8567.0 - Hire Industries, Australia, 1999-2000
Previous ISSUE Released at 11:30 AM (CANBERRA TIME) 02/10/2001
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Australia's hire industries generate $2.6 billion in income
Australia's plant hiring and leasing industry, together with the personal and household goods hiring industry, generated $2.6 billion in income during 1999-2000, according to figures released today by the Australian Bureau of Statistics (ABS).
Plant hiring and leasing industry
The plant hiring and leasing industry generated $2.2 billion in income during 1999-2000. The main sources of income came from the hiring of scaffolding ($237 million (m)), access equipment ($187m), cranes ($162m) and earthmoving equipment ($162m). In addition, the industry received income from the hire of forklifts ($107m), transport equipment ($104m) and other construction equipment ($350m).
Total expenses for the industry were $2.0 billion, with labour costs accounting for $630m. Other significant expenses incurred by the industry were depreciation of plant and equipment for hire ($244m), rent, leasing and hiring expenses ($169m), and repair and maintenance of hire equipment ($154m).
The plant hiring and leasing industry recorded an operating profit before tax during 1999-2000 of $225m, which translates into an operating profit margin of 10.4 per cent.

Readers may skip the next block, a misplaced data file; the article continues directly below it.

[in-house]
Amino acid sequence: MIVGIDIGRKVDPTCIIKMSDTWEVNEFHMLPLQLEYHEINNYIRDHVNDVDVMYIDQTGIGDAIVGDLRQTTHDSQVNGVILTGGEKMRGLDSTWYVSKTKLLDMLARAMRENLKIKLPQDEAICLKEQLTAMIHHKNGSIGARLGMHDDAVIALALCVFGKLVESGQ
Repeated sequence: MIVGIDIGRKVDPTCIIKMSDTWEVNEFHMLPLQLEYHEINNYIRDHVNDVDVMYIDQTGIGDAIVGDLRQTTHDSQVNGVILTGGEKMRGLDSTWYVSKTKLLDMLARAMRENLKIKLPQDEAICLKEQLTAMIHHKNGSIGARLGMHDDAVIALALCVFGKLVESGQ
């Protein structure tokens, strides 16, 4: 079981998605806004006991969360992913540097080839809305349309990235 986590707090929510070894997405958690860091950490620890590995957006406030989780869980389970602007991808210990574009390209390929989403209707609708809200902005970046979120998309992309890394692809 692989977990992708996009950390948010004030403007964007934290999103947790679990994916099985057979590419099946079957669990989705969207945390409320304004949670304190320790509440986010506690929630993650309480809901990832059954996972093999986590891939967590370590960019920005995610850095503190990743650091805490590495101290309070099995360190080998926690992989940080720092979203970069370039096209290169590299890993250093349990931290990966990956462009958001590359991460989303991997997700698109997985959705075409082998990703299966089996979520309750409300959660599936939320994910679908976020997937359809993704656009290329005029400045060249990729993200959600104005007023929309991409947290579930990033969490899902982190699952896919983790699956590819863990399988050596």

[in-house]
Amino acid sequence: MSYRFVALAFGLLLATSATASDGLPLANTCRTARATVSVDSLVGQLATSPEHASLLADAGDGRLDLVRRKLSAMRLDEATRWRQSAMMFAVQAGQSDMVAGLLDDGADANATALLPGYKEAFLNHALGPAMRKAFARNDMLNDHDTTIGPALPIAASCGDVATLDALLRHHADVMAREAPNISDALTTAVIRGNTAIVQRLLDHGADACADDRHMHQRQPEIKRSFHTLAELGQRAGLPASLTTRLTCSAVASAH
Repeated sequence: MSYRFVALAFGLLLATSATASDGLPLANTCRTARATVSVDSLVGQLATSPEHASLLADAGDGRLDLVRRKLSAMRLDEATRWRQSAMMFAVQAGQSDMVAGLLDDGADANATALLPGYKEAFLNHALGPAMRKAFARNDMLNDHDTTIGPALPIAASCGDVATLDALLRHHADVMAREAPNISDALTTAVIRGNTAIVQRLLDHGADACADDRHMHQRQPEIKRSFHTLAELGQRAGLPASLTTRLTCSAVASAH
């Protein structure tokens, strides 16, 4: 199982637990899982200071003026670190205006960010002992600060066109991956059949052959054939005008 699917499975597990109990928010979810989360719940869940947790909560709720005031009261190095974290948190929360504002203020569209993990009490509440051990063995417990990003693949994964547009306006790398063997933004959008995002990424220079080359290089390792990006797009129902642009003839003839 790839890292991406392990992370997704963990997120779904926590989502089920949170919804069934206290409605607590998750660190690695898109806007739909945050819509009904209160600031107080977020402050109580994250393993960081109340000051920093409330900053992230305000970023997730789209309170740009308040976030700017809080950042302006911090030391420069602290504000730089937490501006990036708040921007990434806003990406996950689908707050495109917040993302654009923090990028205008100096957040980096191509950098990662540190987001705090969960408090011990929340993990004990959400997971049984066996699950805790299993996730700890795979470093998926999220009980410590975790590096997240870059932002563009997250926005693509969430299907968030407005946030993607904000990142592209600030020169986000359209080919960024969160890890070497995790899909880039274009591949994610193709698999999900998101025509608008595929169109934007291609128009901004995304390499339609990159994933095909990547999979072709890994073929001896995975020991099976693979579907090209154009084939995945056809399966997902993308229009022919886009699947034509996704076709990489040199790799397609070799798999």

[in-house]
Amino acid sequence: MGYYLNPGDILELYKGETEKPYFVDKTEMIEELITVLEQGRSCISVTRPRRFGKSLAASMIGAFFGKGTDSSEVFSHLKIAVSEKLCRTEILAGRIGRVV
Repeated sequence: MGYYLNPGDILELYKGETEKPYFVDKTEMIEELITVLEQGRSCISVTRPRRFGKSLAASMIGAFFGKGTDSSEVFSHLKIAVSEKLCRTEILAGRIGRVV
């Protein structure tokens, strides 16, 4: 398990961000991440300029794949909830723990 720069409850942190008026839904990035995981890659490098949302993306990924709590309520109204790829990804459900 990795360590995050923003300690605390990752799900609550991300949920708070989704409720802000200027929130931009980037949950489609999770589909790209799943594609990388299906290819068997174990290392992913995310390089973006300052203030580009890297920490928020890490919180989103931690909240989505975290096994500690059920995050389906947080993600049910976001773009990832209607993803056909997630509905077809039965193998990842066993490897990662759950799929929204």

The industry employed 13,044 people at the end of June 2000. The majority were males (83 per cent or 10,769).
The industry was dominated by 36 businesses who employed 50 or more people. These large businesses accounted for 56 per cent of employment, 65 per cent of income and 73 per cent of the operating profit before tax of the industry.
Personal and household goods hiring industry
The total income generated by the personal and household goods hiring industry during 1999-2000 was $360m. The main sources were from the hiring of televisions, radios, VCRs and related equipment ($122m), event/exhibition goods and equipment ($74m) and whitegoods ($49m).
The industry had total expenses of $327m during 1999-2000. The most significant expenses were labour costs ($102m), depreciation of hire equipment ($58m), and rent, leasing and hiring expenses ($31m).
The personal and household goods hiring industry recorded an operating margin of 7.2 per cent during 1999-2000 following an operating profit before tax of $294m.
At the end of June 2000, there were 3,493 people employed by the personal and household good hiring industry, with 2,119 (61 per cent) being employed on a permanent full-time basis.
Details are in Hire Industries, Australia 1999-2000 (cat. no. 8567.0). If you wish to purchase a copy of this publication contact the ABS Bookshop in your capital city.
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